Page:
“All things are full of labor; man cannot utter it: the eye is not satisfied with seeing, nor the ear filled with hearing.” (Ecclesiastes 1:8)
“O satisfy us early with thy mercy; That we may rejoice and be glad all our days.” (Psalm 90:14)
“Now the soul of man finds an imperfection in everything here, and cannot scrape up a perfect satisfaction and felicity. In the highest fruitions of worldly things, it is still pursuing something else, which speaks a defect in what it already hath. The world may afford a felicity for our dust, the body, but not for the inhabitant in it; it is too mean for that. Is there any one soul among the sons of men, that can upon due inquiry say, it was at rest and wanted no more, that hath not sometimes had desires after an immaterial good? The soul ‘follows hard’ after such a thing, and hath frequent looks after it, Ps. 63:8. Man desires a stable good, but no sublunary thing is so; and he that doth not desire such a good, wants the rational nature of a man. This is as natural as understanding, will, and conscience. Whence should the soul of man have those desires? How came it to understand that something is still wanting to make its nature more perfect, if there were not in it some notion of a more perfect being, which can give it rest?
Can such a capacity be supposed to be in it without something in being able to satisfy it? If so, the noblest creature in the world is miserablest, and in a worse condition than any other: other creatures obtain their ultimate desires, ‘they are filled with good,’ Ps. 104:28; and shall man only have a vast desire without any possibility of enjoyment? Nothing in man is in vain: he hath objects for his affections, as well as affections for objects. Every member of his body hath its end, and doth attain it. Every affection of his soul hath an object, and that in this world; and shall there be none for his desire, which comes nearest to infinite of any affection planted in him? This boundless desire had not its original from man himself. Nothing would render itself restless; something above the bounds of this world implanted those desires after a higher good, and made him restless in everything else. And since the soul can only rest in that which is infinite, there is something infinite for it to rest in. Since nothing in the world, though a man had the whole, can give it a satisfaction, there is something above the world only capable to do it, otherwise the soul would be always without it, and be more in vain than any other creature.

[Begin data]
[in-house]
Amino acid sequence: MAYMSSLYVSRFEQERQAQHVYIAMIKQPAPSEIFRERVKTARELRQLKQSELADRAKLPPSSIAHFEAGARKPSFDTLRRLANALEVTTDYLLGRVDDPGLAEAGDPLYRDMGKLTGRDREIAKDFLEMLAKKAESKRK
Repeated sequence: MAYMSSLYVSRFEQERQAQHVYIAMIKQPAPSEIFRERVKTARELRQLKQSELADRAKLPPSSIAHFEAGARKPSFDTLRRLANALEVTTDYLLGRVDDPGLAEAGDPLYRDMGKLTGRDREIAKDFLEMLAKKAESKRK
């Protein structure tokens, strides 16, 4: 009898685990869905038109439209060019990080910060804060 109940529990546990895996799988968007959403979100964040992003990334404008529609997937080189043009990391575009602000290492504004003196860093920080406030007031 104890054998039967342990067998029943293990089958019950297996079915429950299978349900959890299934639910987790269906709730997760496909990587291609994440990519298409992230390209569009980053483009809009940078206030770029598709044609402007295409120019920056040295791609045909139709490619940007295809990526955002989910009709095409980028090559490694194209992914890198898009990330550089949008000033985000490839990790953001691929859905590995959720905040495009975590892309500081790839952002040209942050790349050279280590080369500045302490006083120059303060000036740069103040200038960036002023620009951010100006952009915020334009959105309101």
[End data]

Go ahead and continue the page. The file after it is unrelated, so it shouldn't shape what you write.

There is therefore some infinite being that can only give a contentment to the soul, and this is God. And that goodness which implanted such desires in the soul would not do it to no purpose, and mock it in giving it an infinite desire of satisfaction, without intending it the pleasure of enjoyment, if it doth not by its own folly deprive itself of it. The felicity of human nature must needs exceed that which is allotted to other creatures.” Stephen Charnock, The Complete Works of Stephen Charnock, Vol. 1. (Edinburgh; London; Dublin: James Nichol; James Nisbet and Co.; W. Robertson; G. Herbert, 1864–1866), 170–171.
“The fact is, that neither wealth, nor honor, nor anything that is of mortal birth can ever fill the insatiable, immortal soul of man. The heart of man has an everlasting hunger given to it, and if you could put worlds into its mouth it would still crave for more; it is so thirsty, that if all the rivers drained themselves into it, still, like the deep sea which is never full, the heart would yet cry out for more. Man is truly like the horse-leech; ever he says, ‘Give! give! give!’ and until the Cross be given to the insatiable heart, till Jesus Christ, who is the fullness of him that filleth all in all, be bestowed, the heart of man never can be full.” C. H. Spurgeon, “The Young Man’s Prayer,” in The Metropolitan Tabernacle Pulpit Sermons, Vol. 9. Originally preached on June 7, 1863. (London: Passmore & Alabaster, 1863), 319.
“If we find ourselves with a desire that nothing in this world can satisfy, the most probable explanation is that we were made for another world. If none of my earthly pleasures satisfy it, that does not prove that the universe is a fraud. Probably earthly pleasures were never meant to satisfy it, but only to arouse it, to suggest the real thing. If that is so, I must take care, on the one hand, never to despise, or be thankful for, these earthly blessings, and on the other, never to mistake them for the something else of which they are only a kind of copy, or echo, or mirage.” C.S. Lewis, Mere Christianity. (San Francisco: Harper-Collins, 1952), 136f.